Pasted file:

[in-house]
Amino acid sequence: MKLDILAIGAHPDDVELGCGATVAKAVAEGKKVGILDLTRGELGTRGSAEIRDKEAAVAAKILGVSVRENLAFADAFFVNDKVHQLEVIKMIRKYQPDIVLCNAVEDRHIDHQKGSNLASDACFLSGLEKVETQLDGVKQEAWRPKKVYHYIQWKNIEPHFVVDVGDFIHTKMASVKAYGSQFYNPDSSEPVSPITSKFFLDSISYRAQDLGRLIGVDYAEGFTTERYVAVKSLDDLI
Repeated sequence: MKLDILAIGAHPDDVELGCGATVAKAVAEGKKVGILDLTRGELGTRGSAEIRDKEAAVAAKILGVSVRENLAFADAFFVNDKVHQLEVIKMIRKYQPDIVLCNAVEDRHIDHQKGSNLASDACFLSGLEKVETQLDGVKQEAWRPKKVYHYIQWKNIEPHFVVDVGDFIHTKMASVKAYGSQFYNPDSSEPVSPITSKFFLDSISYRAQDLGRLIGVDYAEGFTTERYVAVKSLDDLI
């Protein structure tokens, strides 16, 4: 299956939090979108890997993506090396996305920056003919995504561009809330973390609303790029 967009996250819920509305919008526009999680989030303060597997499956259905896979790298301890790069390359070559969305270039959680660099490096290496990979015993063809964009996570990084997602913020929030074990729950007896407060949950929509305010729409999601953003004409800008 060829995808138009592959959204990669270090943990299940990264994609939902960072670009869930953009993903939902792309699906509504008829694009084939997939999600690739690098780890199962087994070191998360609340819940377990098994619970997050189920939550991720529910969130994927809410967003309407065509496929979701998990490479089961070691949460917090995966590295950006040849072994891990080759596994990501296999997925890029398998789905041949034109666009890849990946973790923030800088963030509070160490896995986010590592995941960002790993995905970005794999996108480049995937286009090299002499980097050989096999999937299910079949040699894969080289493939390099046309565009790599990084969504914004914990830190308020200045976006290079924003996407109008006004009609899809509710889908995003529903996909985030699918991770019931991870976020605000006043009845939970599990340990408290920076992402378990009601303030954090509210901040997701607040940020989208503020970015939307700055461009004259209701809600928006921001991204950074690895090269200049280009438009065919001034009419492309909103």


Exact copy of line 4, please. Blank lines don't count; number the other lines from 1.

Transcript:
């Protein structure tokens, strides 16, 4: 299956939090979108890997993506090396996305920056003919995504561009809330973390609303790029 967009996250819920509305919008526009999680989030303060597997499956259905896979790298301890790069390359070559969305270039959680660099490096290496990979015993063809964009996570990084997602913020929030074990729950007896407060949950929509305010729409999601953003004409800008 060829995808138009592959959204990669270090943990299940990264994609939902960072670009869930953009993903939902792309699906509504008829694009084939997939999600690739690098780890199962087994070191998360609340819940377990098994619970997050189920939550991720529910969130994927809410967003309407065509496929979701998990490479089961070691949460917090995966590295950006040849072994891990080759596994990501296999997925890029398998789905041949034109666009890849990946973790923030800088963030509070160490896995986010590592995941960002790993995905970005794999996108480049995937286009090299002499980097050989096999999937299910079949040699894969080289493939390099046309565009790599990084969504914004914990830190308020200045976006290079924003996407109008006004009609899809509710889908995003529903996909985030699918991770019931991870976020605000006043009845939970599990340990408290920076992402378990009601303030954090509210901040997701607040940020989208503020970015939307700055461009004259209701809600928006921001991204950074690895090269200049280009438009065919001034009419492309909103």